"We think that addiction is a basic human problem whose roots go very deep.  Most of us have at some point been wounded, no matter what kind of family we grew up in or what kind of society we live in.  We long for a sense of completeness and wholeness and whatever satisfaction we gain from drugs, food, sex, money, and other "sources" of pleasure really comes from inside of us.  That is, we project our power onto external substances and activities, allowing them to make us feel better temporarily.  This is a very strange sort of magic.  We give away our power in exchange for a transient sense of wholeness, then suffer because the object of our craving seems to control us. Addiction can be cured only when we consciously experience this process, reclaim our power, and recognise that our wounds must be healed from within."

Love, Mrs D xxx


23 November 2011 - "The Letter"

Ok I think now is a good time into my sobriety (76 days) to reprint the letter I wrote to myself that tearful morning after my final binge.  This is word for word, written in red pen on a page of plain A4.


I am going to stop drinking forever.

I am not going to lose anything by removing alcohol from my life.

I am going to gain a lot!

I cannot control alcohol, it controls me.

I don't even have joyful + fun drinking any more.

I cannot moderate.

Every time I drink alcohol I binge.

I suffer the next day and as a result the kids suffer.

Alcohol stops me being the best mother I can be.

Alcohol makes my life harder and increases negative thoughts.

I will be 40 soon and I need to stay in good health.

Today is September 6th 2011.  Today is Day One.  Go me!



26 November 2011 - "MacKenzie Phillips"

Feeling much better, have got through my 'hard done by' phase and have quietly settled back into 'this is just the way it has to be' mode.  Drove to a trendy bar during the week to meet someone and actually imagined myself buying a shiny glass of Chardonnay and sipping it and the thought wasn't at all nice.  I so so so don't want to drink.

I am finding that whenever I see a picture in the newspaper or a magazine of people having lunch or at a social gathering, or a similar scene on the tele, I'm scouring the shot to see how many glasses look like they might not contain wine. Looking for the sober people (and not just the ones with the telling preggy bellys).  There are surprisingly few!  I know there are many of us sober types in the world but hell, we are way in the minority.  Every happy face raising a glass to the camera always looks to be imbibing.  My next thought is always 'I wonder how many of them are dysfunctional drinkers?'

Anyhoo Mackenzie Phillips.  Mackenzie Phillips!!!!!!!  Holy Hell.  Just read her memoir.  That woman is living breathing proof of just how much a human body can take.  It's quite a dark read of drugs, drugs, drugs.  Sad, intense, prolonged drug taking.  Poor woman.  Although having said that I do think she seems lovely (from YouTube clips I've watched).  Her dad clearly had no moral compass whatsoever so from a young age she was pretty stuffed.  Hence the title I suppose; 'High on Arrival'.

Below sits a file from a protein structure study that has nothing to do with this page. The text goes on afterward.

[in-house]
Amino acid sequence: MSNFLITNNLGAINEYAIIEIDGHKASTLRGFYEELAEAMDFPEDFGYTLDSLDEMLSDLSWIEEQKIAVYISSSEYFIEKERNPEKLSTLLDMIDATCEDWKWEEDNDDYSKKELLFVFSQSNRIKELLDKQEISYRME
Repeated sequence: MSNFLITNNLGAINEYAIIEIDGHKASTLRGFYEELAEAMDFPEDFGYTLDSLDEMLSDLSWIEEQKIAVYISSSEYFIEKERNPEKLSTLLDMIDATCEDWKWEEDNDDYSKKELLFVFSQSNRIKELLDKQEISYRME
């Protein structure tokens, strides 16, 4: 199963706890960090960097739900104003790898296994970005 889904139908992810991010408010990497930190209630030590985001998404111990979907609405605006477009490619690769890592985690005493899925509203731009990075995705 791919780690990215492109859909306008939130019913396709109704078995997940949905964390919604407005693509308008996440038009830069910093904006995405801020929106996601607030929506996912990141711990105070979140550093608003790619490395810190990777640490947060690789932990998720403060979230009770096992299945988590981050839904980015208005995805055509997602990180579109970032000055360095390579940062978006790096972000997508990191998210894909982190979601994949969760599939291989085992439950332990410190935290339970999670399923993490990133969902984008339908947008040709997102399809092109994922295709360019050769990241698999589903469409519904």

Anyway when writing about what she learned at her final rehab, and what hadn't worked with previous rehabs which led to relapses, she said; '..maybe what I'd also gotten wrong was that I couldn't throw away who I was to be clean.  It sounds corny, but what I realised was that I could still be my quirky left-of-centre self without doing drugs.'

This speaks to me because a large part of my identity for twenty-odd years has been 'fun, naughty Mrs D', that fun, naughty, chatty, up-for-it party girl.  I don't want to see her go! But now I'm sober.  So how do I keep bringing her to the party?  I haven't worked that out yet.  Because if fun, naughty Mrs D is all about the booze then she's gone forever.  But if I can be that way sober then great.  Thing is, I don't know if I can.  It's different out if you're not boozing.  Coz .. well .. you're not boozing.  I had fun at my 40th but I felt sober.  Very very sober.  A sober life is .. very very sober.

So it will be a different life and maybe I'll carve out a new self-image, or adapt the old one.  It's early days, I can't tell how that's going to go.

Love, Mrs D xxx


30 November 2011 - "Almost there"

So on Monday I will have been sober for 90 days.  Yeah!!!!!!!  My sister said to me yesterday 'so do you think you'll ever drink again, like in ten years?' and I said 'No.  I will never drink alcohol ever again.'

I could hear her brain creaking and stretching down the phone line to try and understand and fathom that concept - a life with alcohol completely removed (remember outwardly I wasn't a fall-down wreck of a drunk with a life hanging by a thread so some of those around me have no concrete picture to hang this knowledge on).

I will be living breathing proof that - shock horror! - you can live completely sober.  I'll show everyone.  I really feel this is the path my life was meant to take and it's a fantastic way to spend the second half.

I know there will be times when I do have a sad pang about not drinking but I also know that those times will pass and the majority of my time will be spent feeling amazing without booze clouding the way.